Aditya-L1 launch: India’s maiden solar observatory begins its journey to Sun-Earth L1 point
India’s maiden solar observatory begins its journey to Sun-Earth L1 point
After Chandrayan-3's recent successful lunar excursion, ISRO on September 2 launched the nation's ambitious solar mission, Aditya-L1. The 44.4m tall Polar Satellite Launch Vehicle (PSLV), which was scheduled to launch at 11:50 a.m. from this spaceport on the Eastern coast approximately 135 kilometers southeast of Chennai, soared magnificently as the 23:40-hour countdown came to an end.
Aditya-L1 is the first space-based observatory to study the Sun, according to ISRO. The spacecraft is anticipated to be placed in a Halo orbit around the Lagrangian point L1, which is thought to be closest to the Sun, after traveling around 1.5 million kilometers from Earth over 125 days.
It will send images of the sun, among other things, for research purposes. A small object prefers to stay in one of five Lagrangian points (or parking areas) between the Earth and the Sun, according to scientists. Spacecraft can use these locations in space to stay there for longer periods of time while using less fuel.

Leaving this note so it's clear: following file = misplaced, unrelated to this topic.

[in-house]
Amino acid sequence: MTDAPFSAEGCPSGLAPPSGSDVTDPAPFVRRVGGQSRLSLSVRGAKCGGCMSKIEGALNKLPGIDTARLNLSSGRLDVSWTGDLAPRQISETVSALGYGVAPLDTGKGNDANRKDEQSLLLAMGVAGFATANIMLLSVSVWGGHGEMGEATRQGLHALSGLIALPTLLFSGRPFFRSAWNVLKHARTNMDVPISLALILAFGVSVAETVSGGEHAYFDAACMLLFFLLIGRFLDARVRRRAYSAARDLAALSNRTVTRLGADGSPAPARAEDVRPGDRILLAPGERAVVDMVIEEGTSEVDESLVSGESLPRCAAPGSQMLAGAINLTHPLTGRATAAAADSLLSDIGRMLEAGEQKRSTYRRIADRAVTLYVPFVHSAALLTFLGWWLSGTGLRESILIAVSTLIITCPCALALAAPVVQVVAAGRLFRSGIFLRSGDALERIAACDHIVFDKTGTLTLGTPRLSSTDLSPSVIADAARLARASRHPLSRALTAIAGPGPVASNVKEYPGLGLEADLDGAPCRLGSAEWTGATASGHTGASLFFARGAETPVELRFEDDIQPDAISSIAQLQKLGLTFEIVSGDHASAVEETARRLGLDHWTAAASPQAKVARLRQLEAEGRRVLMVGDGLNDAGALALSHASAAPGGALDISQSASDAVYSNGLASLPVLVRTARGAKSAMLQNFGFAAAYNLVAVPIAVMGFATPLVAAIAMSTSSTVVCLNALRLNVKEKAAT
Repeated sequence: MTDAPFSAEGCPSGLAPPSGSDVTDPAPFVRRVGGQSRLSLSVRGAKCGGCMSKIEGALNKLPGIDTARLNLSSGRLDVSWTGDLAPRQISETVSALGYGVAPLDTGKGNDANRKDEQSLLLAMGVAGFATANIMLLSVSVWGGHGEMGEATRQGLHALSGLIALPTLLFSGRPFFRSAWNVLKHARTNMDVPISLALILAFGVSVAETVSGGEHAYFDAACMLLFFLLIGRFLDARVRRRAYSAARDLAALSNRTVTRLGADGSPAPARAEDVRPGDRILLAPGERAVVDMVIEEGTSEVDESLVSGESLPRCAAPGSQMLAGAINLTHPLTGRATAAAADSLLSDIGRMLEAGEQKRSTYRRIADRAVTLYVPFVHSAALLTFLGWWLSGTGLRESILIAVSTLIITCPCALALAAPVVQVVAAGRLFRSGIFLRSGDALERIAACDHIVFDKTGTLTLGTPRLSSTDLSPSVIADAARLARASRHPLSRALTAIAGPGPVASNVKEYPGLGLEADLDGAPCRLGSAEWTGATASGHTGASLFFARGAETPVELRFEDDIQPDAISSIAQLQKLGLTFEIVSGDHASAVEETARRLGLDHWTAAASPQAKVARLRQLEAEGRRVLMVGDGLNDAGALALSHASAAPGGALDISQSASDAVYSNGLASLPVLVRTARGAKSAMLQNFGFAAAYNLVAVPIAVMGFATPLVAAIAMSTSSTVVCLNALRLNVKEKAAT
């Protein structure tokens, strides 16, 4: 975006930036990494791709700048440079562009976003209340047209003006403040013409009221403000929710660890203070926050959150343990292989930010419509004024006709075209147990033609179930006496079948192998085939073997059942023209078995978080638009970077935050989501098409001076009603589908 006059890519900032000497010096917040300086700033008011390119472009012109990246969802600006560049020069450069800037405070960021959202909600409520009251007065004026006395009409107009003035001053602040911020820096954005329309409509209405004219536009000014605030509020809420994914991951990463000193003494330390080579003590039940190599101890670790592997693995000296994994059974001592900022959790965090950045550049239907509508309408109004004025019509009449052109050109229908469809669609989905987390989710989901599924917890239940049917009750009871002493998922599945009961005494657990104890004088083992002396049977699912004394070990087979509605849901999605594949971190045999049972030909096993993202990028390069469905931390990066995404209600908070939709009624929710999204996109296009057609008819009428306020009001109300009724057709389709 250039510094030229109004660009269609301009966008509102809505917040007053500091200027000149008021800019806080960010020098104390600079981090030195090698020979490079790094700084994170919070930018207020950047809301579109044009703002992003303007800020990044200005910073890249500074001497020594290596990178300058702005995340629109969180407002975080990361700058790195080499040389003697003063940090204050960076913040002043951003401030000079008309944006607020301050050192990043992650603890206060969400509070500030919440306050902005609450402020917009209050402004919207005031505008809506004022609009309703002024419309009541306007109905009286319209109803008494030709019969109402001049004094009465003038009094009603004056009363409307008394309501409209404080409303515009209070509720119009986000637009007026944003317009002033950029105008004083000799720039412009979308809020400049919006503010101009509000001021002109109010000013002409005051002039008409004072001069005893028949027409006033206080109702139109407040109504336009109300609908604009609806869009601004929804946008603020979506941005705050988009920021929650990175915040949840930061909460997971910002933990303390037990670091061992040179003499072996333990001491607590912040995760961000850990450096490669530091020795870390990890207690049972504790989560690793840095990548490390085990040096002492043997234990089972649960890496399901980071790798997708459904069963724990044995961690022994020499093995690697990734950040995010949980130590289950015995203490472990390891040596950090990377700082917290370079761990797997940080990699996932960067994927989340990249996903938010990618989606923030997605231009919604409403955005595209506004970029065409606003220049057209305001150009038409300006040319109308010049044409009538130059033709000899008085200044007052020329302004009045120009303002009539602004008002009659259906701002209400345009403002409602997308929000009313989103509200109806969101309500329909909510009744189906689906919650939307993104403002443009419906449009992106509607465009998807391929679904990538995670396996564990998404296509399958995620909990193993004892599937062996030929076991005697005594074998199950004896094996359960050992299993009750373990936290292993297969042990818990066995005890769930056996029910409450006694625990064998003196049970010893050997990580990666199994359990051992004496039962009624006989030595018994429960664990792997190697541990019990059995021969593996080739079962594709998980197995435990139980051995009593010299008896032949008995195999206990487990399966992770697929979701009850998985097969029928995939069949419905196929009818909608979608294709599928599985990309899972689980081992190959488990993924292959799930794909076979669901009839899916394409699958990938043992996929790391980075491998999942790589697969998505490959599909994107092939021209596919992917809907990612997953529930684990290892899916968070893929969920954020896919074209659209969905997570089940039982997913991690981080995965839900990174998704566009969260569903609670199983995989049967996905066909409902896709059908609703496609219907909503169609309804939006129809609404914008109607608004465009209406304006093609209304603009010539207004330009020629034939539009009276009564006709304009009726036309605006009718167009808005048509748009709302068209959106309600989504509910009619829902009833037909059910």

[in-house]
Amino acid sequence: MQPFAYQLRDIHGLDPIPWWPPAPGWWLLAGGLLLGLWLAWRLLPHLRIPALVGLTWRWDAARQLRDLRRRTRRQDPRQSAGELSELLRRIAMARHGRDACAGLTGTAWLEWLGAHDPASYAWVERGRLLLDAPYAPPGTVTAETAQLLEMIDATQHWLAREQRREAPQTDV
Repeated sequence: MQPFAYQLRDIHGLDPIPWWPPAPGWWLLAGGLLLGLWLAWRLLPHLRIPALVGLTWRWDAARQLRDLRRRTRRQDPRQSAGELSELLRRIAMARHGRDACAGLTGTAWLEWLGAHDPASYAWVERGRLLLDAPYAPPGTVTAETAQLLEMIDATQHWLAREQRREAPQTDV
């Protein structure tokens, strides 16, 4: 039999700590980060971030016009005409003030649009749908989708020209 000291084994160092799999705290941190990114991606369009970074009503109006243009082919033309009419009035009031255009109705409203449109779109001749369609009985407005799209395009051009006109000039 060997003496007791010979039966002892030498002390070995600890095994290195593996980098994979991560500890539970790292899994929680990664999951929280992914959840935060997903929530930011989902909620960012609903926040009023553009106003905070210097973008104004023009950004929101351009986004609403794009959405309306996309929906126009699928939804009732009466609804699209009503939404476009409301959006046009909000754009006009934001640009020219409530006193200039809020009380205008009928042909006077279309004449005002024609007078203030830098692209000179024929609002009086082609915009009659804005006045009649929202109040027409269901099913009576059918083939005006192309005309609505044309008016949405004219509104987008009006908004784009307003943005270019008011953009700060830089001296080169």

One of the longest launches of ISRO's workhorse launch vehicle, the PSLV-C57/Aditya-L1, can be attributed to this mission. The 2016 PSLV-C35 mission, which was completed two hours, 15 minutes, and 33 seconds after liftoff, remains the PSLV mission with the longest duration.
Aditya-L1 will spend 16 days in an orbit around the earth, during which time it will do five maneuvers to increase its speed.
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